Many modern movies that are marketed to kids like Pirates of the Caribbean and Maleficent try to portray the villain in a more positive light. I think an interesting article would talk about the genre of kids’ films and how villains have changed over the years. For example, Goonies and Disney’s Little Mermaid have clear, evil villains.
Thank you for the help! I ended up clarifying the genre (removing the 80's reference) and focusing it a bit more. – tclaytor1 week ago
Are they "modern villains," or are they villains in "modern kids' movies"? Also might be nice to explore the apparent sanitization of movies targeted towards children over the last several decades. Do any characters ever die (murder, etc.) anymore, or does everyone end up talking about feelings by the end? – LaPlant06 days ago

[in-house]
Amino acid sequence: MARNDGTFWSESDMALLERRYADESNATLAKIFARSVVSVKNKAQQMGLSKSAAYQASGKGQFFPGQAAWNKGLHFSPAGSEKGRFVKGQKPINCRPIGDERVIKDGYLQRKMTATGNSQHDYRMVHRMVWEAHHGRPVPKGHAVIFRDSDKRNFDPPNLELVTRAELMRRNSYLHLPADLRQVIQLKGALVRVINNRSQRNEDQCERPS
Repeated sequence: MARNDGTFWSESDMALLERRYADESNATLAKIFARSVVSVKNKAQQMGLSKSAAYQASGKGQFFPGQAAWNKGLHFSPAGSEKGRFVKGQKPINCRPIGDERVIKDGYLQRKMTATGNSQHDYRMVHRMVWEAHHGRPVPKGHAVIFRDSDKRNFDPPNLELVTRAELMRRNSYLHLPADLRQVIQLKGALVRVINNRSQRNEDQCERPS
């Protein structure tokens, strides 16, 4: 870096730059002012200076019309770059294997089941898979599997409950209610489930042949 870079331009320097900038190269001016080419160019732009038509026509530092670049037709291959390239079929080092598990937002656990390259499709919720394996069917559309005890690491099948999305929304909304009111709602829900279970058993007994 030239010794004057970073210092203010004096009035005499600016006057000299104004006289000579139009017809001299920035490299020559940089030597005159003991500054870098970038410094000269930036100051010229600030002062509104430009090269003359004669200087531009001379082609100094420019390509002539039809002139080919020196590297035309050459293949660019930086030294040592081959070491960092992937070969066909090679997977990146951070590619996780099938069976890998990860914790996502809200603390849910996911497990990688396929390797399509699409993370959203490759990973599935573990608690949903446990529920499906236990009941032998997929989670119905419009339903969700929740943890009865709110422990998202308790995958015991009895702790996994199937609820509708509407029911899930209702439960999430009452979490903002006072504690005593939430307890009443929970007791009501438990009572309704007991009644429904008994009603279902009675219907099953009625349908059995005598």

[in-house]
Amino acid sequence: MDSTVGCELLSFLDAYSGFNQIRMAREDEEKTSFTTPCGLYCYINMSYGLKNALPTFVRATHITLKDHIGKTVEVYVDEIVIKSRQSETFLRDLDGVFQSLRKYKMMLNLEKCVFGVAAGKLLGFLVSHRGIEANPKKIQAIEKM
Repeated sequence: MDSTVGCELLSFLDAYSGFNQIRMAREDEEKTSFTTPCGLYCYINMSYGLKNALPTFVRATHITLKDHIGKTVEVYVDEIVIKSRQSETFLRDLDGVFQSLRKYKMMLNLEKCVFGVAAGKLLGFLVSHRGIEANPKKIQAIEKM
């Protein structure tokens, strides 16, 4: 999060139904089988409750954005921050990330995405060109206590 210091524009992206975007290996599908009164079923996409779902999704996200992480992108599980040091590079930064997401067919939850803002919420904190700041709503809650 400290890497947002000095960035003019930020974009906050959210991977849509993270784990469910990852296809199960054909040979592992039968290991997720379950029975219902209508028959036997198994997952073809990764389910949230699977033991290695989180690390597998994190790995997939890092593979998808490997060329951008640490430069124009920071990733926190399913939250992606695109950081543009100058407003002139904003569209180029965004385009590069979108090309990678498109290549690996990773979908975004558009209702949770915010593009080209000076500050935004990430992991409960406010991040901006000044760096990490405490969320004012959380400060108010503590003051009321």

it's also interesting to explore how villains may change with demographic. For example, it might be easier to present a villain in a child's movie as inherently evil, to better teach morals. Versus, villains for older audiences are presented as morally ambiguous and complicated, which makes them relatable to us. – vmainella3 days ago
Such a cool topic! It might be interesting to see if this shift was due to any real world events that may have influenced society's opinion on how to portray villains. – MaddyKellas6 hours ago
Are there any words or inventions that we use today that once only existed in movies and books? For example, the word "muggle" is now understood by people who might not have ever read the Harry Potter series. I also heard that Star Trek was the inspiration behind many of the new technology that we have today.
From a language point of view one that must be discussed is Shakespeare who introduced a number of words to the common English language, including gossip and swagger! – SaraiMW2 weeks ago